Leahy and Issa note that Apple’s case is not the only instance in which the Federal Circuit has invoked Article III standing to dismiss appeals from the PTAB, including Consumer Watchdog v. Wisconsin Alumni Research Foundation (2014) and RPX Corp. v. ChanBond LLC (2018). Although the Federal Circuit acknowledged in JTEKT that “IPR petitioners need not concede infringement to establish standing to appeal,” other Federal Circuit rulings have required a concrete threat of an infringement suit to satisfy Article III standing. Leahy and Issa also argue that the Federal Circuit misapplied Supreme Court precedent on standing from Lujan v. Defenders of Wildlife (1992) by finding that Apple’s patent license with Qualcomm makes Apple’s risk of being sued “conjectural or hypothetical,” disregarding the fact that Apple was previously sued for infringing patents challenged in the present appeal.

The Federal Circuit reaches a contrary result by requiring a patent challenger who has already been sued for specific activity and paid for a license, to rebut an additional presumption that it will have abandoned that same activity when the license expires. That piled-on presumption is an unwarranted obstacle to judicial review with no basis in precedent.

Leahy and Issa also present some anecdotal evidence from one law review article and two op-ed articles penned by patent attorneys, and while they acknowledge that “some of these cautionary notes may overgeneralize,” amici argue that those concerns that PTAB reviews will be undermined by the Federal Circuit’s Article III standing requirements underscore the need for Supreme Court review in this case.

Amicus Brief of Unified Patents

Unified Patents, which filed the fifth-most PTAB petitions for AIA validity trials in 2021, notes that the PTAB is the busiest venue for patent disputes in the United States. Unified Patents counts eight Federal Circuit decisions since 2017, including Apple’s appeal, in which the appeals were dismissed on Article III standing grounds. The brief argues that the Federal Circuit’s standing requirements for validity challenges do not comport with Supreme Court precedent from cases such as Cardinal Chemical Co. v. Morton International, Inc. (1993), which rejected the Federal Circuit’s practice of dismissing validity challenges when the appellate court upheld a noninfringement ruling, as well as this year’s Minerva Surgical, Inc. v. Hologic, Inc., in which the Court narrowed the Federal Circuit’s doctrine of assignor estoppel. Unified also points to a 12% drop in Moderna stock following a pair of Federal Circuit losses this December, one on the merits and one on standing, as proof that “the court’s narrow view of standing causes immediate financial ramifications that go beyond the cost of the license.”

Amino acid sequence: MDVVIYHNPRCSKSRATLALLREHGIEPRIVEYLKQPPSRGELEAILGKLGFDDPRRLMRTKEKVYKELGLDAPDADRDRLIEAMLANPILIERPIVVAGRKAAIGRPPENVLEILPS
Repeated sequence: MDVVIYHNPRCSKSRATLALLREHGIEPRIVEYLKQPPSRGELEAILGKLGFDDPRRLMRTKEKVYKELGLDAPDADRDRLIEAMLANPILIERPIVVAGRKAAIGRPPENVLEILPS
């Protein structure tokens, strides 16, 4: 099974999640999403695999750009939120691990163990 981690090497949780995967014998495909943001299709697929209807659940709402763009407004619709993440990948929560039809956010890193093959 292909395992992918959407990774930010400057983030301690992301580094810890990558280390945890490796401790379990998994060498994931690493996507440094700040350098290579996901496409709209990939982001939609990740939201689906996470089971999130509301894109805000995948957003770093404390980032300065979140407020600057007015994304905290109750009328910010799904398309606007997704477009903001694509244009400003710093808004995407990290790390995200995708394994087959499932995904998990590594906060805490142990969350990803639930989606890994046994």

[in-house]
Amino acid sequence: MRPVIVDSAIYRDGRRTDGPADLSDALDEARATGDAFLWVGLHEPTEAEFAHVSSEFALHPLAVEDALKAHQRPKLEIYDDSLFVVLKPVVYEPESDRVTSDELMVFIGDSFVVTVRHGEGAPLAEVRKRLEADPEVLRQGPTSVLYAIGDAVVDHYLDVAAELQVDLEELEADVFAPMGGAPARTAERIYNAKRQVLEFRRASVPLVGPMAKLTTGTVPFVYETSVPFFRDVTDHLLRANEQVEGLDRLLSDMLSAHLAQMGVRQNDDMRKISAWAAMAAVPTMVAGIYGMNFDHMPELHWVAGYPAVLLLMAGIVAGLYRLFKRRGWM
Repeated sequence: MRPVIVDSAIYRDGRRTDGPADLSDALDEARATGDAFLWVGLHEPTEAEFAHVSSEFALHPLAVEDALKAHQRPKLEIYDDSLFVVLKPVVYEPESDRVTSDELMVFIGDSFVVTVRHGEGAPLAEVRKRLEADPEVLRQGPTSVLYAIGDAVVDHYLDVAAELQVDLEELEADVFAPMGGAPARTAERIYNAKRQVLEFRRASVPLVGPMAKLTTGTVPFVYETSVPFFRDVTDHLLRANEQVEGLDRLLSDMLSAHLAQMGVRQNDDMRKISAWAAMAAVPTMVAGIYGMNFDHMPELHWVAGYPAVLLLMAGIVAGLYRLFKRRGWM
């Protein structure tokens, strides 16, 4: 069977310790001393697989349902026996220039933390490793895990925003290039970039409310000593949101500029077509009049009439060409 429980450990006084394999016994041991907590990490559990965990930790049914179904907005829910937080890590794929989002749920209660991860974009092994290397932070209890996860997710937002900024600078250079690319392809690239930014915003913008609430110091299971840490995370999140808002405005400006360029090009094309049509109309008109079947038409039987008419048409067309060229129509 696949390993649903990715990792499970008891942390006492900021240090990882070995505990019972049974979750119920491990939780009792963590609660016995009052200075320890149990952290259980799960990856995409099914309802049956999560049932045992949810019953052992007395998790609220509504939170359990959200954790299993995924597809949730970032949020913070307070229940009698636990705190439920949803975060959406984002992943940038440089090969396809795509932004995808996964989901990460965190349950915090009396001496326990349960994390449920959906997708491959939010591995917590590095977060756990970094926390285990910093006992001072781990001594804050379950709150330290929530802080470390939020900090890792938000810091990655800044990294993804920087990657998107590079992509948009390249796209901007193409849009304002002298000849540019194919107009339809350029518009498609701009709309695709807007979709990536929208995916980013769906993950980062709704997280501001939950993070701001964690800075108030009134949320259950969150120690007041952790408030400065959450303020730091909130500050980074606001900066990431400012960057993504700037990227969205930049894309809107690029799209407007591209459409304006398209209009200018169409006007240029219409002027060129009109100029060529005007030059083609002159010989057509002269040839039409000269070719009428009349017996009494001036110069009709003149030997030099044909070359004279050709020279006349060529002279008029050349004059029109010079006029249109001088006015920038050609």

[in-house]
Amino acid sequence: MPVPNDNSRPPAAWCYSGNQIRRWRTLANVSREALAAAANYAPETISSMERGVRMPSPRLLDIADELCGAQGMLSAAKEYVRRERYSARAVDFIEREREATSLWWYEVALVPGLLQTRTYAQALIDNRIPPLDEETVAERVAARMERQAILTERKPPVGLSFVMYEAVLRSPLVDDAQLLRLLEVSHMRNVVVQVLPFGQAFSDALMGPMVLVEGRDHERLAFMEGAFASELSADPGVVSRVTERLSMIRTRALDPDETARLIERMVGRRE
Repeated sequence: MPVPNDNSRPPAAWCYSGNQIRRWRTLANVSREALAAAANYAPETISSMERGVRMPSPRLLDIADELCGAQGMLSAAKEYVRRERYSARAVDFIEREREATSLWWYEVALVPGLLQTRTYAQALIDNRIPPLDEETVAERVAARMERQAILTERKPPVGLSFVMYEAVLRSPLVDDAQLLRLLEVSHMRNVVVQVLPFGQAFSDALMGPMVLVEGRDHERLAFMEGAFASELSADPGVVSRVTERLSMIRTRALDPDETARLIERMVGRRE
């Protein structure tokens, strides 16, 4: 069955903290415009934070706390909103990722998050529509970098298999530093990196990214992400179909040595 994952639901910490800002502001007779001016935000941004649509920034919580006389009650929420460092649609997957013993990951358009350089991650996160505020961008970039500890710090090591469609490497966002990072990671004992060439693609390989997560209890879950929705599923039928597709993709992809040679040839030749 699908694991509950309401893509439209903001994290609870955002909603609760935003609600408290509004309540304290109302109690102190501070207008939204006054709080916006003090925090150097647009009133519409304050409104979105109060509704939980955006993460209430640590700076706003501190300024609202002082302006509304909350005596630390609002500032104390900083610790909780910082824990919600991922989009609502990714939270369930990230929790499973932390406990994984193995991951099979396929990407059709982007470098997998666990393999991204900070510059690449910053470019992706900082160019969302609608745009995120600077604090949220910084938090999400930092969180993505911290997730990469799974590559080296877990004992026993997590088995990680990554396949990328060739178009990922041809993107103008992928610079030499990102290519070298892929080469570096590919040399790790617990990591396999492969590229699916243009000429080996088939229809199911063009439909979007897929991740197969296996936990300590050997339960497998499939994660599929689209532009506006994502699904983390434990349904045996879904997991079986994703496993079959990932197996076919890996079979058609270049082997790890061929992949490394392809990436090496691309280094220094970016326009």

Along with upsetting Supreme Court precedent on Article III standing in the patent law context, Unified Patents argues that the Federal Circuit decision disregards the Congressional scheme enacted for appeals of AIA trials. Unified contends that the statutory right to appeal IPR decisions should lead to relaxed redressability and immediacy requirements to show standing under the Court’s 2007 decision in Massachusetts v. EPA. Unified also argues that the Federal Circuit failed to appreciate the AIA’s estoppel provisions preventing Apple from raising similar invalidity contentions in court, which the brief argues gives rise to an injury supporting Article III standing. “[E]stoppel is a statutory penalty to licensees, potential licensees, and other market participants that renders analogy to Lujan inappropriate,” Unified contends.